4 Reasons it’s Kicking Off on the London Underground

by an Anonymous Tube Worker

19 June 2015

The four unions organising on London Underground – RMT, TSSA, ASLEF, and Unite – have balloted their members for strikes. ASLEF’s ballot has been returned with a 98% majority in favour of strikes on an 81% turnout, and the union has scheduled a 24 hour strike over 8/9 July. The three other unions have their ballots due back on 30 June, and are almost certain to coordinate with ASLEF’s date if they receive majorities in favour of strike action. Coordinated action by all four Tube unions is almost unprecedented.

An RMT activist and supporter of the Tubeworker bulletin explains what’s going on.

1. Pay and ‘Night Tube’.

London Mayor Boris Johnson announced the imposition of 24-hour running – known as ‘Night Tube’ – on Fridays and Saturdays on five London Underground (LU) lines from September 2015. The unions weren’t consulted, and no agreements were in place for how it would be staffed.

Now LU bosses are playing catch-up with the Mayor’s vanity and obsessions with legacy, and are coming after our terms and conditions in order to ram through a deal to get us Night Tube-ready. They are not proposing any significant increase in staffing levels, despite the obvious need for it, and in fact are reducing frontline staff. They want staff to work anti-social rosters, and have stonewalled union health and safety reps’ demands for assurances that 24-hour running will be safe for passengers and staff.

LU has offered two lump-sum (and therefore non-pensionable) payments of £250, as a ‘bonus’ for implementing Night Tube, with an additional £250 for drivers, signal workers and track workers. With numerous scientific studies showing how shift working – and particularly night working – damages workers’ health, RMT has demanded a four-day, 32-hour week for all grades of workers on the Tube, to ensure that 24-hour running won’t wreck our work-life balance and our health.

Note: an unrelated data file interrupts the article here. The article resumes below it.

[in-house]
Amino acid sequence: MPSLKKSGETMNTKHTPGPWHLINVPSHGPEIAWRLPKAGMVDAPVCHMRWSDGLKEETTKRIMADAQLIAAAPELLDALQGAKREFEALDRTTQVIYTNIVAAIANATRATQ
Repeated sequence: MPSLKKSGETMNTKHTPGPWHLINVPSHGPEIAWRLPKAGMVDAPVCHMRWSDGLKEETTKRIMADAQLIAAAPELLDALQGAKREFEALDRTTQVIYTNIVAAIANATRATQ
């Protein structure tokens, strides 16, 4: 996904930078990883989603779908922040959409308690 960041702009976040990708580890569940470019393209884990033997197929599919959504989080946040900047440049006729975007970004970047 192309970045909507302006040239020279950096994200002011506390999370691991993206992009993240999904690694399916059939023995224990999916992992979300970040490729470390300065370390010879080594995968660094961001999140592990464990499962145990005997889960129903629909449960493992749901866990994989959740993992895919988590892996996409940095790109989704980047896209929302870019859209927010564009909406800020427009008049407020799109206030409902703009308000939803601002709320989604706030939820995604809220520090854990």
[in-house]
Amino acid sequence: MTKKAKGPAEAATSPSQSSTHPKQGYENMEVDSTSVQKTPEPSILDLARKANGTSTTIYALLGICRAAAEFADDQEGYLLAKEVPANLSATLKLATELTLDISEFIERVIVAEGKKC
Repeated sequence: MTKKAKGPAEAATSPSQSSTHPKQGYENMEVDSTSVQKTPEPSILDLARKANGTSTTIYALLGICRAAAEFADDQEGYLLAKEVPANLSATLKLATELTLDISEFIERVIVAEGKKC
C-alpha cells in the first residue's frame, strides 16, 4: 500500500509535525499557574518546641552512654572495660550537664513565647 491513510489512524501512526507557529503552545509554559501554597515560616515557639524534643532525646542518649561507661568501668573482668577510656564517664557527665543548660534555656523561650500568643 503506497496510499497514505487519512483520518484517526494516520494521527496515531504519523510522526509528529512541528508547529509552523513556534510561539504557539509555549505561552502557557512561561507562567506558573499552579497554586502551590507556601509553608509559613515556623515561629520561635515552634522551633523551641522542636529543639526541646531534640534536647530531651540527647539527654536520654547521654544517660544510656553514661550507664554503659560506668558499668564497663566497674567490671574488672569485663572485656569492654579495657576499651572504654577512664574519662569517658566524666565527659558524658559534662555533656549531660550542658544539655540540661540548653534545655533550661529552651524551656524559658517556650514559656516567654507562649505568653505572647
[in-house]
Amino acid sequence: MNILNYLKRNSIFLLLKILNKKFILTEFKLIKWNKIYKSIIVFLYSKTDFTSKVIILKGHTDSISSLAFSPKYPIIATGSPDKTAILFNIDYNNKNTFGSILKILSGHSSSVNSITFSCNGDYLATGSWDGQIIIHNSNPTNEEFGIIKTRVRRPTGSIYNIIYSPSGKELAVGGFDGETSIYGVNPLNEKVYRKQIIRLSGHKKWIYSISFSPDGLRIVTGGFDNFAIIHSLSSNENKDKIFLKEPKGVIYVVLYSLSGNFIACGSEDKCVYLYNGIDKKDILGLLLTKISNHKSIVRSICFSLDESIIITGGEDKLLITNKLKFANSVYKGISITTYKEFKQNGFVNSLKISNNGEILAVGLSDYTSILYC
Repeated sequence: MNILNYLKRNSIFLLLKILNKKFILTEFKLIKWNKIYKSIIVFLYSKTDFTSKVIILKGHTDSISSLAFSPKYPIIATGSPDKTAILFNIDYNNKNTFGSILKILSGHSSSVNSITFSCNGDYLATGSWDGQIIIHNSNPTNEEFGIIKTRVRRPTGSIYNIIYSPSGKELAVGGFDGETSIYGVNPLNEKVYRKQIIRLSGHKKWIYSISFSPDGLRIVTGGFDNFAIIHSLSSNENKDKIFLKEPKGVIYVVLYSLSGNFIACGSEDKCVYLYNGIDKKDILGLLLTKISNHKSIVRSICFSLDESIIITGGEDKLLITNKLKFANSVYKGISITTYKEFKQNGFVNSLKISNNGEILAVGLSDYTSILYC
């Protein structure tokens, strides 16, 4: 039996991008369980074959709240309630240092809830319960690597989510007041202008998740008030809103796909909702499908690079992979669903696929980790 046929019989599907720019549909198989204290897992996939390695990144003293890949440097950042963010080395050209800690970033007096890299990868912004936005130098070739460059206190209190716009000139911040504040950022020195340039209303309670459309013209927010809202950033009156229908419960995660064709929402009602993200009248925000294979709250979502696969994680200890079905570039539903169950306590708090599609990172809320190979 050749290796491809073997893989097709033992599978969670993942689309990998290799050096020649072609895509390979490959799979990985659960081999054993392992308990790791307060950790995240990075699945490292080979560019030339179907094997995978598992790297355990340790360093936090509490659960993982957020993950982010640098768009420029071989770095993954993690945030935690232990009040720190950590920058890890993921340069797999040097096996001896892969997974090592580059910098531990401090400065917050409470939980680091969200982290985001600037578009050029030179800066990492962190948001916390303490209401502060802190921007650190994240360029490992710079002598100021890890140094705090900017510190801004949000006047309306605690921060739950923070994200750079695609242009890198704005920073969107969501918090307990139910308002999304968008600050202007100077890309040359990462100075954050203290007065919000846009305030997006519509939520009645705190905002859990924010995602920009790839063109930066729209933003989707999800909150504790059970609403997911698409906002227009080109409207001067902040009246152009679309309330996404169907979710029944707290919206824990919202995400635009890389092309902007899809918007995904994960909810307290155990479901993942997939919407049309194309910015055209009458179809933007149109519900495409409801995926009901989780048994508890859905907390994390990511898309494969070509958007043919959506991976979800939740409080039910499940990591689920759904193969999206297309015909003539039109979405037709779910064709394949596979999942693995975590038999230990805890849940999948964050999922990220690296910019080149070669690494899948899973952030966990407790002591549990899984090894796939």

LU has also bungled its attempts to get a settlement in place on Night Tube in pay talks. Directly-employed LU workers’ pay is regularly renegotiated, and a deal struck in 2011 is now up for renewal. LU has offered a two-year deal, with a 0.75% increase in year one, followed by an increase pegged to the Retail Price Index in year two. Although our salaries are relatively high compared to many other workers, a 0.75% increase would see them slip further behind increases in the cost of living (the average monthly rent in London is now nearly £1,500). We want a pay increase – and enhancements for Night Tube – to be flat-rate, consolidated payments, so lower-paid workers benefit most.

With passenger footfall and journey figures going up, with our bosses earning astronomical sums, and with railway workers in other companies such as Network Rail and Docklands Light Railway winning pay increases of 2% or more, many of us feel that the company’s offer is an insult – particularly as it doesn’t respond to any of the union’s wider claims, such as the demand for a shorter working week and the extension of staff travel passes to outsourced workers such as cleaners.

2. Job cuts.

We struck twice in 2014 against a management cuts plan. Of particular and immediate concern was the intention to cut nearly 1,000 frontline jobs through a combination of voluntary severance, local reduction in staffing levels through forced displacements, and not filling vacancies. We forced the company to reduce the figure slightly, but still face a cut of around 800 operational posts on stations.

A reduction in staffing level will make our working lives much more stressful, as well as negatively affecting the level of service we’re able to provide to passengers – especially those with particular needs, such as disabled passengers or those who don’t speak English.